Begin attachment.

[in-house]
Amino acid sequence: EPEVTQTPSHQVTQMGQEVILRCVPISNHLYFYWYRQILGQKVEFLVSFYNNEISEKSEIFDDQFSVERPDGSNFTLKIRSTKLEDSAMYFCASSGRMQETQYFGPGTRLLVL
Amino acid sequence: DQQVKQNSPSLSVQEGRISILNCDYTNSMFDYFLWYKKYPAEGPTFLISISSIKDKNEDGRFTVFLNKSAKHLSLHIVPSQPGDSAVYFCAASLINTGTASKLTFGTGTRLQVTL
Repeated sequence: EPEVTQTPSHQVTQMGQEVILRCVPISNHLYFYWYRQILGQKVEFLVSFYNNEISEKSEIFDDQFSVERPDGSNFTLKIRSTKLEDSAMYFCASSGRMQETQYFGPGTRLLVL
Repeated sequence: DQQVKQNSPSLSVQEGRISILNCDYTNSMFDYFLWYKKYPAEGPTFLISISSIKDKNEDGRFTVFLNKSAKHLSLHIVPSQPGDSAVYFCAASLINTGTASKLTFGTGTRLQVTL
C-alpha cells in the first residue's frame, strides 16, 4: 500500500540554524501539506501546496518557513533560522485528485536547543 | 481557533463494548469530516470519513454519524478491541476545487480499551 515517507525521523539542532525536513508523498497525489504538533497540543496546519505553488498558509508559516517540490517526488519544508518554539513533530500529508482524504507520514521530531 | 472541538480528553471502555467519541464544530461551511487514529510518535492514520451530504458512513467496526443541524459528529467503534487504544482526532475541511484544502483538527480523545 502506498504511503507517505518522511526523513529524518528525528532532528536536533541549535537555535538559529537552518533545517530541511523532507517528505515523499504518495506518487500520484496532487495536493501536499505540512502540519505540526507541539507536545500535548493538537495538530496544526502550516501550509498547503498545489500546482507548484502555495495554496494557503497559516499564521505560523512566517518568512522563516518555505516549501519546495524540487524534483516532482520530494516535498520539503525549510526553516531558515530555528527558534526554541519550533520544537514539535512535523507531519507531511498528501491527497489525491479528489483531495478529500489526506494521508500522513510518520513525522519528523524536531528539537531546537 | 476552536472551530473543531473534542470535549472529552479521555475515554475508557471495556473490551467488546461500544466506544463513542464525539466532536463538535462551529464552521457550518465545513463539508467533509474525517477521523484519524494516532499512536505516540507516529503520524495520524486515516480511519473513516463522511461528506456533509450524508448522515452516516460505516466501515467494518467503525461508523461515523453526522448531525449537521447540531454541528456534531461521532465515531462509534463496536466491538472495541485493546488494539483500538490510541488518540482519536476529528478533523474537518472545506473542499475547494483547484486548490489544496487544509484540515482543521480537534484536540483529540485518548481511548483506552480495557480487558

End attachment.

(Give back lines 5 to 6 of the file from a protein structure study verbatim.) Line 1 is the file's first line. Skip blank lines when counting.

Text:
Repeated sequence: DQQVKQNSPSLSVQEGRISILNCDYTNSMFDYFLWYKKYPAEGPTFLISISSIKDKNEDGRFTVFLNKSAKHLSLHIVPSQPGDSAVYFCAASLINTGTASKLTFGTGTRLQVTL
C-alpha cells in the first residue's frame, strides 16, 4: 500500500540554524501539506501546496518557513533560522485528485536547543 | 481557533463494548469530516470519513454519524478491541476545487480499551 515517507525521523539542532525536513508523498497525489504538533497540543496546519505553488498558509508559516517540490517526488519544508518554539513533530500529508482524504507520514521530531 | 472541538480528553471502555467519541464544530461551511487514529510518535492514520451530504458512513467496526443541524459528529467503534487504544482526532475541511484544502483538527480523545 502506498504511503507517505518522511526523513529524518528525528532532528536536533541549535537555535538559529537552518533545517530541511523532507517528505515523499504518495506518487500520484496532487495536493501536499505540512502540519505540526507541539507536545500535548493538537495538530496544526502550516501550509498547503498545489500546482507548484502555495495554496494557503497559516499564521505560523512566517518568512522563516518555505516549501519546495524540487524534483516532482520530494516535498520539503525549510526553516531558515530555528527558534526554541519550533520544537514539535512535523507531519507531511498528501491527497489525491479528489483531495478529500489526506494521508500522513510518520513525522519528523524536531528539537531546537 | 476552536472551530473543531473534542470535549472529552479521555475515554475508557471495556473490551467488546461500544466506544463513542464525539466532536463538535462551529464552521457550518465545513463539508467533509474525517477521523484519524494516532499512536505516540507516529503520524495520524486515516480511519473513516463522511461528506456533509450524508448522515452516516460505516466501515467494518467503525461508523461515523453526522448531525449537521447540531454541528456534531461521532465515531462509534463496536466491538472495541485493546488494539483500538490510541488518540482519536476529528478533523474537518472545506473542499475547494483547484486548490489544496487544509484540515482543521480537534484536540483529540485518548481511548483506552480495557480487558